How Often Should We Receive Holy Communion? A Story
Probably the one thing that I found most puzzling during my Romanian monasteries pilgrimage is their attitude towards Holy Communion. All the days of the Suzana monastery retreat, during the Holy Liturgy nobody in the church received Holy Communion, other than the priest, not even any of the nuns, nobody! This is probably the only thing I did not like about ‘Romanian’ Orthodoxy , and I am not really sure if this attitude of theirs is an appropriate interpretation of the Fathers’ teachings.
In Greece, at the US, at the UK, everywhere I have been and I can remember having participated in Holy Liturgy, when the priest takes up the holy Cup, he proceeds to the Royal Doors, raises the holy Cup, and ‘issues an ‘order’: “Approach with the fear of God, faith, and love.” It feels so strange to listen to this in a Romanian church and immediately proceed to “Save, O God, Your people and bless Your inheritance”, with the priest lifting the holy Cup and saying: (Blessed is our God.) “Always, now and forever and to the ages of ages. Alleluia”, while NOBODY in church has received Holy Communion! I repeat NOBODY! Who is the priest blessing then?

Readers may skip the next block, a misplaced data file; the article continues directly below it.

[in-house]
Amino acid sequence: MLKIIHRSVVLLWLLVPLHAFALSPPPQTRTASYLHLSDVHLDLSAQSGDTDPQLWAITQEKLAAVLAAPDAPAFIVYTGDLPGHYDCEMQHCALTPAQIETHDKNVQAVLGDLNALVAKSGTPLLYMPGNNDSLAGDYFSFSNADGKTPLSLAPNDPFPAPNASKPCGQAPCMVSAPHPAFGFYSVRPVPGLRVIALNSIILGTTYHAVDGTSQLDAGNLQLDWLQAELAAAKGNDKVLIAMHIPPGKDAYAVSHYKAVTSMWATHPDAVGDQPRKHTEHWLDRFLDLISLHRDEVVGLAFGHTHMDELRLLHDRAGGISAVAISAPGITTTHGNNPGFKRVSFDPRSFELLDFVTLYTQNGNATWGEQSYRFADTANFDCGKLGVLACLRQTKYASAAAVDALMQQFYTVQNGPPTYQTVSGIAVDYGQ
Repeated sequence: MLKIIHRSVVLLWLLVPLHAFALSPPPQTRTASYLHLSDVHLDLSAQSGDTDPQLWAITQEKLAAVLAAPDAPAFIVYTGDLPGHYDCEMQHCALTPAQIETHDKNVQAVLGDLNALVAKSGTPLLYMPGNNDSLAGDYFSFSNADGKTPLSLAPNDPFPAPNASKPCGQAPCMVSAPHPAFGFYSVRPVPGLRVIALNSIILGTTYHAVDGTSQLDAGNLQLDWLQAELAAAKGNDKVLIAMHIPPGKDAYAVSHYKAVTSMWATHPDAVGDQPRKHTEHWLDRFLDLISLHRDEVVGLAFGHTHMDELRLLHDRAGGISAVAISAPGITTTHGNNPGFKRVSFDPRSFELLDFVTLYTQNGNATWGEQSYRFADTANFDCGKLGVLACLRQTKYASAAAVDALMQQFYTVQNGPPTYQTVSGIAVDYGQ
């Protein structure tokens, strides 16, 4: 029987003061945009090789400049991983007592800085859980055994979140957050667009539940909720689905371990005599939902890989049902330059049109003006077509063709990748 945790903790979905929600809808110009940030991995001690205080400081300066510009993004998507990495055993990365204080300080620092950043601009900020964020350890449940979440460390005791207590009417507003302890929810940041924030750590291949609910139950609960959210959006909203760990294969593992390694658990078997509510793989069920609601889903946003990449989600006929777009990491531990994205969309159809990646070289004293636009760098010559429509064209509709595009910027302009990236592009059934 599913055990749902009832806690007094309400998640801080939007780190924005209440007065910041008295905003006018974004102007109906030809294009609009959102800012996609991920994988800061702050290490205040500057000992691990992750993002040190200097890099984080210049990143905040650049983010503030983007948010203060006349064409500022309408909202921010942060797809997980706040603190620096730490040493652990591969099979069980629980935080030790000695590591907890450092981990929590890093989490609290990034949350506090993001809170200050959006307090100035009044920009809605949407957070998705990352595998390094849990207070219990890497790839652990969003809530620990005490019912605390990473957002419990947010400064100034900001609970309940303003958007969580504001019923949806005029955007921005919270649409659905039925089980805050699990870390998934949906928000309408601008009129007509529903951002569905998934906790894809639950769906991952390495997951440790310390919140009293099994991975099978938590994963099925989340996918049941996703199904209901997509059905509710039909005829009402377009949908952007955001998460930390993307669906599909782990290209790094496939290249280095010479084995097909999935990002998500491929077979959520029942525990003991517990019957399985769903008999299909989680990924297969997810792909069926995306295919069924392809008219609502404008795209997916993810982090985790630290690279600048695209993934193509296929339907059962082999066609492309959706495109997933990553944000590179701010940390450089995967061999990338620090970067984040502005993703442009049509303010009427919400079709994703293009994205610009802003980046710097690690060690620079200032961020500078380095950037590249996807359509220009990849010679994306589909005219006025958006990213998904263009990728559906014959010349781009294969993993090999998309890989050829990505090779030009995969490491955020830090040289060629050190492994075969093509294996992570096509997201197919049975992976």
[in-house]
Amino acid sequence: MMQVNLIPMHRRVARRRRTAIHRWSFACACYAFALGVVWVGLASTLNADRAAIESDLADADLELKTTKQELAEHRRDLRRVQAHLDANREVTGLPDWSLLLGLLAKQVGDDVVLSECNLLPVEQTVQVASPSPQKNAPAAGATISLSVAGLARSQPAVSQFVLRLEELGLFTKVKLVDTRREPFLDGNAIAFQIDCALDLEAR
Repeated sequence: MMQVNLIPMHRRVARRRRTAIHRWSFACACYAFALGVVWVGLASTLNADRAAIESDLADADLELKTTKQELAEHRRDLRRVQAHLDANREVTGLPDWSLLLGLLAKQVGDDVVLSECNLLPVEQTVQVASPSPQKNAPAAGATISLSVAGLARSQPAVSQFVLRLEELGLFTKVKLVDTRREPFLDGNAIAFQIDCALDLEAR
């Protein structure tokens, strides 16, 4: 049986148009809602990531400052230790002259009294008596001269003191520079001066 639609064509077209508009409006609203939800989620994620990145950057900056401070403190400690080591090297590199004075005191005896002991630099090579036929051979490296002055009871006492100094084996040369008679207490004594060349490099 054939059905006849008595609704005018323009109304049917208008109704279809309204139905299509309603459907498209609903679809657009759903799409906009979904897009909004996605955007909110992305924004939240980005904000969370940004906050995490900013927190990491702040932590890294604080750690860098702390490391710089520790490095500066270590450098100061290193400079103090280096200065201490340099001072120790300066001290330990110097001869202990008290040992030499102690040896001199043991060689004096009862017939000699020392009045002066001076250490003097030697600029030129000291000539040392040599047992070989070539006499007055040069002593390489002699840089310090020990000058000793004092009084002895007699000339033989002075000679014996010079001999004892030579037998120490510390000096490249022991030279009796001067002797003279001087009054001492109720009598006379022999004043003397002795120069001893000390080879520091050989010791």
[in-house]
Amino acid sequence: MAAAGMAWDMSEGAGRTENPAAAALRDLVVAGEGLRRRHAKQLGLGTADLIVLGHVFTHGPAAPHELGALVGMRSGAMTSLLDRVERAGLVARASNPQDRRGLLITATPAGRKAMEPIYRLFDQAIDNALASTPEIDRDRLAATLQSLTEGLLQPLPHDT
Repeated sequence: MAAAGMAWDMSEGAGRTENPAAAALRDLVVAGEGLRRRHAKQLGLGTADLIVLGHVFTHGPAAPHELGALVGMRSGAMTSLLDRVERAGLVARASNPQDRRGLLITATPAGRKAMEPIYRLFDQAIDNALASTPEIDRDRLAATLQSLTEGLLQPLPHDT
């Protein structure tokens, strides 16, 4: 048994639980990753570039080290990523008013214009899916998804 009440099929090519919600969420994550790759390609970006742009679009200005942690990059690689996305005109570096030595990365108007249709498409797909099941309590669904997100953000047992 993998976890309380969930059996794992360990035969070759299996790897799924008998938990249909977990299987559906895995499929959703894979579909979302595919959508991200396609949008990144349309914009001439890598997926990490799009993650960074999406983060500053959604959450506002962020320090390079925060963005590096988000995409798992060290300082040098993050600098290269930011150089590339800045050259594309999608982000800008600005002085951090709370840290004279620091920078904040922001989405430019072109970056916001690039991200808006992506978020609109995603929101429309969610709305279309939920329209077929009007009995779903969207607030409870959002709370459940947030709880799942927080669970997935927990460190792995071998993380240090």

What is the point of all Pre-Communion and communion hymns, recited and chanted, nonetheless? So, during an ordinary day, this part of the Holy Liturgy, “The servant of God (Name) receives the Body and Blood of Christ for forgiveness of sins and eternal life” is blatantly omitted! Are they then re-writing the text of St Chrysostom’s Holy Liturgy? And what about: “We have seen the true light; we have received the heavenly Spirit; we have found the true faith, worshiping the undivided Trinity, for the Trinity has saved us.” Why bother chant this, when NO ONE, I repeat NO ONE receives Holy Communion!